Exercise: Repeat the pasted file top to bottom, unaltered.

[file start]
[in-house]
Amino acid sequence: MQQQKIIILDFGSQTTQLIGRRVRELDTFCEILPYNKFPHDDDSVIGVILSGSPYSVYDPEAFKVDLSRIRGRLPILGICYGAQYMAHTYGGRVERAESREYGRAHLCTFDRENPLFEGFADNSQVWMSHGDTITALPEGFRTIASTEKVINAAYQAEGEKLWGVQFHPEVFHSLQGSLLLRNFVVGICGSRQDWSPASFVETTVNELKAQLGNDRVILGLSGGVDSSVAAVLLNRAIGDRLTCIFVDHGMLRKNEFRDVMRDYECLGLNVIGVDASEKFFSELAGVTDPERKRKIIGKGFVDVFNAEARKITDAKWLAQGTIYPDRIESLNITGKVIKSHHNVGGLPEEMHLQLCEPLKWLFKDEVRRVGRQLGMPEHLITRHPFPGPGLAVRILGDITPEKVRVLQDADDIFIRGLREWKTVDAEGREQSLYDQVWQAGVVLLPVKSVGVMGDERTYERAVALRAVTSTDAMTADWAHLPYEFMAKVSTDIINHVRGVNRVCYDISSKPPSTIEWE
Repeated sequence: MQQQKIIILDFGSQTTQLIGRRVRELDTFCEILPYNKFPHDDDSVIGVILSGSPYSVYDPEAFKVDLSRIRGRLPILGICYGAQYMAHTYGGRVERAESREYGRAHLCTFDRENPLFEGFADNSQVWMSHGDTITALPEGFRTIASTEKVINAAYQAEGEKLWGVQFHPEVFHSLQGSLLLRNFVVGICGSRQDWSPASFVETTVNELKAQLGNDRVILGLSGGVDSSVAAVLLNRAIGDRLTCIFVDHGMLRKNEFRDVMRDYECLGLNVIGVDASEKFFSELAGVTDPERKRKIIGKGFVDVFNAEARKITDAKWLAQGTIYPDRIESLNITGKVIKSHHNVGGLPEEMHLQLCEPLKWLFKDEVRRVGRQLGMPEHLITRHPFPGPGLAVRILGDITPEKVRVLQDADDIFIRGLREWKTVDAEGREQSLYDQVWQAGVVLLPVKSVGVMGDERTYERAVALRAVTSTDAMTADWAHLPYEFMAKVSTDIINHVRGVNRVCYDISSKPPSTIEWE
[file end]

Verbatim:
[in-house]
Amino acid sequence: MQQQKIIILDFGSQTTQLIGRRVRELDTFCEILPYNKFPHDDDSVIGVILSGSPYSVYDPEAFKVDLSRIRGRLPILGICYGAQYMAHTYGGRVERAESREYGRAHLCTFDRENPLFEGFADNSQVWMSHGDTITALPEGFRTIASTEKVINAAYQAEGEKLWGVQFHPEVFHSLQGSLLLRNFVVGICGSRQDWSPASFVETTVNELKAQLGNDRVILGLSGGVDSSVAAVLLNRAIGDRLTCIFVDHGMLRKNEFRDVMRDYECLGLNVIGVDASEKFFSELAGVTDPERKRKIIGKGFVDVFNAEARKITDAKWLAQGTIYPDRIESLNITGKVIKSHHNVGGLPEEMHLQLCEPLKWLFKDEVRRVGRQLGMPEHLITRHPFPGPGLAVRILGDITPEKVRVLQDADDIFIRGLREWKTVDAEGREQSLYDQVWQAGVVLLPVKSVGVMGDERTYERAVALRAVTSTDAMTADWAHLPYEFMAKVSTDIINHVRGVNRVCYDISSKPPSTIEWE
Repeated sequence: MQQQKIIILDFGSQTTQLIGRRVRELDTFCEILPYNKFPHDDDSVIGVILSGSPYSVYDPEAFKVDLSRIRGRLPILGICYGAQYMAHTYGGRVERAESREYGRAHLCTFDRENPLFEGFADNSQVWMSHGDTITALPEGFRTIASTEKVINAAYQAEGEKLWGVQFHPEVFHSLQGSLLLRNFVVGICGSRQDWSPASFVETTVNELKAQLGNDRVILGLSGGVDSSVAAVLLNRAIGDRLTCIFVDHGMLRKNEFRDVMRDYECLGLNVIGVDASEKFFSELAGVTDPERKRKIIGKGFVDVFNAEARKITDAKWLAQGTIYPDRIESLNITGKVIKSHHNVGGLPEEMHLQLCEPLKWLFKDEVRRVGRQLGMPEHLITRHPFPGPGLAVRILGDITPEKVRVLQDADDIFIRGLREWKTVDAEGREQSLYDQVWQAGVVLLPVKSVGVMGDERTYERAVALRAVTSTDAMTADWAHLPYEFMAKVSTDIINHVRGVNRVCYDISSKPPSTIEWE